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Unlike when I started out in business, today’s communication standards have a wired or digital foundation – not face-to-face.  How we communicate is shifting across the board.

A great example can be seen with my college-age daughter and her reliance on “texting” to “talk” to people.  I’m one of the few that actually call her and force her to use the telephone part of her cell phone.  That way we can actually talk – and I get to hear her voice.

 

A New Reality

The reality and impact of this electronic world has become clear as our company has transitioned from being a reseller and system integrator of someone else’s product to a software manufacturer of our own solution.  That shift has required us to expand our partner network and really own our market creation responsibilities.

It is no longer practical to use the older, traditional model for building partner relationships.  In the past, we would spend some one-on-one face time over a series of meetings and trips to establish credibility and work direction.  While it worked then, it was slow, costly and generally inefficient.

We understand that personal relationships and reciprocal understanding of each firm is still the key to success.  The question is, can you still achieve a great relationship with a remote approach?

 

The Same Goals

The fundamental foundation to any successful partnership (personal or professional) is:

  • Shared goals or interests
  • Successful communications
  • Honesty and openness
  • Mutual respect on positions and perspectives

Today we are establishing partner relationships through electronic communications and marketing.  This allows us quick, inexpensive and broad access to multiple markets.  The savings in time and money is huge.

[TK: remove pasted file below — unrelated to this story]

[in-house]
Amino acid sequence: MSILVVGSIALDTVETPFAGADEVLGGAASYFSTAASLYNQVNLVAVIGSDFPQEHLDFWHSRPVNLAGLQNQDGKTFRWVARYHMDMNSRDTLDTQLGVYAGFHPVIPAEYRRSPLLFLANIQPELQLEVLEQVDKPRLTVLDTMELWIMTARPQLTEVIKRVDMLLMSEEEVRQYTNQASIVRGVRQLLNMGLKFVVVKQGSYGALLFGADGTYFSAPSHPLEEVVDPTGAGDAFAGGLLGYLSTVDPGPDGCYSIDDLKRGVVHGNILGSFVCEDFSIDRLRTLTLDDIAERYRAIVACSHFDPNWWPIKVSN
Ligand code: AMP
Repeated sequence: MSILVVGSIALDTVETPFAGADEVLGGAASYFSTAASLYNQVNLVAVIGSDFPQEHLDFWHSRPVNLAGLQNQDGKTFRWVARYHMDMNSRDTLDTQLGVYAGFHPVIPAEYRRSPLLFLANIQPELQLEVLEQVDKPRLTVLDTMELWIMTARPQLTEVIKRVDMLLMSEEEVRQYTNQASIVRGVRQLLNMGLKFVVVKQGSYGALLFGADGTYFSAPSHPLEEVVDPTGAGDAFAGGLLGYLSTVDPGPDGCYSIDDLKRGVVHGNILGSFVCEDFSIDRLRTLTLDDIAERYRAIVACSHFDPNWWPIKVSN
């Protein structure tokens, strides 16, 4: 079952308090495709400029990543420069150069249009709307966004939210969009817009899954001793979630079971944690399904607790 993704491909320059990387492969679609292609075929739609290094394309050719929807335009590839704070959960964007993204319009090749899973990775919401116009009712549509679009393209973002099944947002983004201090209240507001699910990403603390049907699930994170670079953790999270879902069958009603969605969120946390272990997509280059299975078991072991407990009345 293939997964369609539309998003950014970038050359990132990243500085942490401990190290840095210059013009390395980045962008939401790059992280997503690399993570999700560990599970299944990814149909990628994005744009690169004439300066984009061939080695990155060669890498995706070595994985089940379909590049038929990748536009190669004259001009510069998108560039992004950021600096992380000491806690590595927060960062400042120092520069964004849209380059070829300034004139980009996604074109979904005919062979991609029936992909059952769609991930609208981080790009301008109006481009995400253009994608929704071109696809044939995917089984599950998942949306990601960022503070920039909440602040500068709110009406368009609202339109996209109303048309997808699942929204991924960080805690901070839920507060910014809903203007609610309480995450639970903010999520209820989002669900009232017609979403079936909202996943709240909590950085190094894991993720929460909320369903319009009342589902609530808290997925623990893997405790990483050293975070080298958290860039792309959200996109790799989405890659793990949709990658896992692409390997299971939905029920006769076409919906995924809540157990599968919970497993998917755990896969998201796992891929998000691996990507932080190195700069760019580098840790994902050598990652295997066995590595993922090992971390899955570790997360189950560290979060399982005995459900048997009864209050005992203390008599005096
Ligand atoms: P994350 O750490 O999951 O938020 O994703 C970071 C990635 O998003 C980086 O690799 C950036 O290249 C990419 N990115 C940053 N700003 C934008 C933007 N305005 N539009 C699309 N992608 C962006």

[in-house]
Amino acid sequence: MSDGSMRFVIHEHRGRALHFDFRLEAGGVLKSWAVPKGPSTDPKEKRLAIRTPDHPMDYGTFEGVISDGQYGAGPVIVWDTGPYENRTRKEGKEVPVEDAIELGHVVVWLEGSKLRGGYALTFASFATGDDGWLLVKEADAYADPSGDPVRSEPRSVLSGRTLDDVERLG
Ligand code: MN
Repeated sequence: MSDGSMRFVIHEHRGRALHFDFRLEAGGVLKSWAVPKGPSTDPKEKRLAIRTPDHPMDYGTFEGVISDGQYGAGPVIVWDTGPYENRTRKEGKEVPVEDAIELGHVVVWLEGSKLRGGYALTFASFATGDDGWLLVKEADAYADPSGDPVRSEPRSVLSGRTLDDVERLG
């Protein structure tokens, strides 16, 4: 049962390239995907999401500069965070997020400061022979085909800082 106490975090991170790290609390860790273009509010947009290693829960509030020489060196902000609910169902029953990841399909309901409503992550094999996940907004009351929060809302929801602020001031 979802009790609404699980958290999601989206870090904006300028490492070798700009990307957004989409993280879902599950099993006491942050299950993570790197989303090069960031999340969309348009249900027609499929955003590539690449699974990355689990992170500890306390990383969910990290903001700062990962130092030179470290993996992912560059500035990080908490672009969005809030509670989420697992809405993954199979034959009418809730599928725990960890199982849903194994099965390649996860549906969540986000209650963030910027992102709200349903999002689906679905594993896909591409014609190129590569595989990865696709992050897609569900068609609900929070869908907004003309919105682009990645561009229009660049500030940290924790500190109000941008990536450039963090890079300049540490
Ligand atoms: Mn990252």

But it isn’t without challenges.  The goals of long-term, mutual success are the same.  However, getting there from scratch requires a little different approach.

 

A New Approach to Partnerships

Here are seven steps that have been working for me:

  1. Do your homework. Research the organization/contact and make sure they bring the expertise and culture fit for the partnership.
  2. Get to the point. In reaching out to them be brief, direct, clear and support the “why” you are contacting them.
  3. Be patient. You’re asking for something that they may or may not be ready to invest in at that particular time.
  4. Be ready to respond. Always be ready for the phone conversation where you clearly discuss “what” you’re seeking, “why” it may benefit them and “how” it could be accomplished.
  5. Prepare yourself with tools. Anticipate questions and have supportive materials ready to help with your message.
  6. Get feedback. Once you have provided the vision and details, ask for their feedback on interest, timing and other things that will impact along your future activities.
  7. Be yourself. Whether you gain a partner or just another professional relationship – if it is built on professionalism, respect, honesty, integrity and excellent communications, it will work.

 

Following these steps have been working well for us – and they may work well for you.  This new approach has allowed us to build strong set of unique partnerships for our focused markets.  In most cases, I have only had a single face-to-face meeting.  With others, there actually hasn’t been any in-person activity.

It still feels a little strange as we get used to this process.  But as HL Group settles into the manufacturing role, we’re getting all of the joy of learning new ways to be successful.

I guess you really can teach an old dog new tricks!

 

HL Group is a mobile application company serving the government, Workday, PeopleSoft, RFID and industrial tablet markets. 

Wes Haubein

As the President and General Manager, Wes defines the company’s overall strategy and operations. He has been part of the ownership and management since the organization’s launch. In addition to his leadership role, Wes is also responsible for the sales and marketing operations.
Wes Haubein
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